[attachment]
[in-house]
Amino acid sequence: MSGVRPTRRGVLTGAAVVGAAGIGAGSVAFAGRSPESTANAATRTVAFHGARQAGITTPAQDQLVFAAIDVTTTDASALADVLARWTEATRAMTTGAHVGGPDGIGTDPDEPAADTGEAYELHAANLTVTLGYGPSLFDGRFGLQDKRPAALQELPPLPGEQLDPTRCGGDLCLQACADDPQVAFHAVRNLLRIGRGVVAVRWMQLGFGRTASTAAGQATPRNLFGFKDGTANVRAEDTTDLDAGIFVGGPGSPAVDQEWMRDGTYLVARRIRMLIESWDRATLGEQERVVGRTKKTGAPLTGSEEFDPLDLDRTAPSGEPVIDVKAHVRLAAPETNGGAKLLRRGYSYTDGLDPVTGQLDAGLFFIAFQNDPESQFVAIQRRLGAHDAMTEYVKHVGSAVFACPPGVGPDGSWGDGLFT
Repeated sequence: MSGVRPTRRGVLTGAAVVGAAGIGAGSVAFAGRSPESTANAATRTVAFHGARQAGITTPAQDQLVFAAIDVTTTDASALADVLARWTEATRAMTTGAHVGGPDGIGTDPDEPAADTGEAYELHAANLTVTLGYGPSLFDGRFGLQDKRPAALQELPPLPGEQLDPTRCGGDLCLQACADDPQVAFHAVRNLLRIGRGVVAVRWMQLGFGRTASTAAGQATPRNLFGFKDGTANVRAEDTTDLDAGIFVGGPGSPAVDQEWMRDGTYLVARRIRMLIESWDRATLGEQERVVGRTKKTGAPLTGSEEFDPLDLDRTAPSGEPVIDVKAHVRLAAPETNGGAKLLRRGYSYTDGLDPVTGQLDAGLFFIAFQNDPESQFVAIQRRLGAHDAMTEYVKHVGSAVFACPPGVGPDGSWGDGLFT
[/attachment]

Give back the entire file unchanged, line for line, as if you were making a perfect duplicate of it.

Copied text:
[in-house]
Amino acid sequence: MSGVRPTRRGVLTGAAVVGAAGIGAGSVAFAGRSPESTANAATRTVAFHGARQAGITTPAQDQLVFAAIDVTTTDASALADVLARWTEATRAMTTGAHVGGPDGIGTDPDEPAADTGEAYELHAANLTVTLGYGPSLFDGRFGLQDKRPAALQELPPLPGEQLDPTRCGGDLCLQACADDPQVAFHAVRNLLRIGRGVVAVRWMQLGFGRTASTAAGQATPRNLFGFKDGTANVRAEDTTDLDAGIFVGGPGSPAVDQEWMRDGTYLVARRIRMLIESWDRATLGEQERVVGRTKKTGAPLTGSEEFDPLDLDRTAPSGEPVIDVKAHVRLAAPETNGGAKLLRRGYSYTDGLDPVTGQLDAGLFFIAFQNDPESQFVAIQRRLGAHDAMTEYVKHVGSAVFACPPGVGPDGSWGDGLFT
Repeated sequence: MSGVRPTRRGVLTGAAVVGAAGIGAGSVAFAGRSPESTANAATRTVAFHGARQAGITTPAQDQLVFAAIDVTTTDASALADVLARWTEATRAMTTGAHVGGPDGIGTDPDEPAADTGEAYELHAANLTVTLGYGPSLFDGRFGLQDKRPAALQELPPLPGEQLDPTRCGGDLCLQACADDPQVAFHAVRNLLRIGRGVVAVRWMQLGFGRTASTAAGQATPRNLFGFKDGTANVRAEDTTDLDAGIFVGGPGSPAVDQEWMRDGTYLVARRIRMLIESWDRATLGEQERVVGRTKKTGAPLTGSEEFDPLDLDRTAPSGEPVIDVKAHVRLAAPETNGGAKLLRRGYSYTDGLDPVTGQLDAGLFFIAFQNDPESQFVAIQRRLGAHDAMTEYVKHVGSAVFACPPGVGPDGSWGDGLFT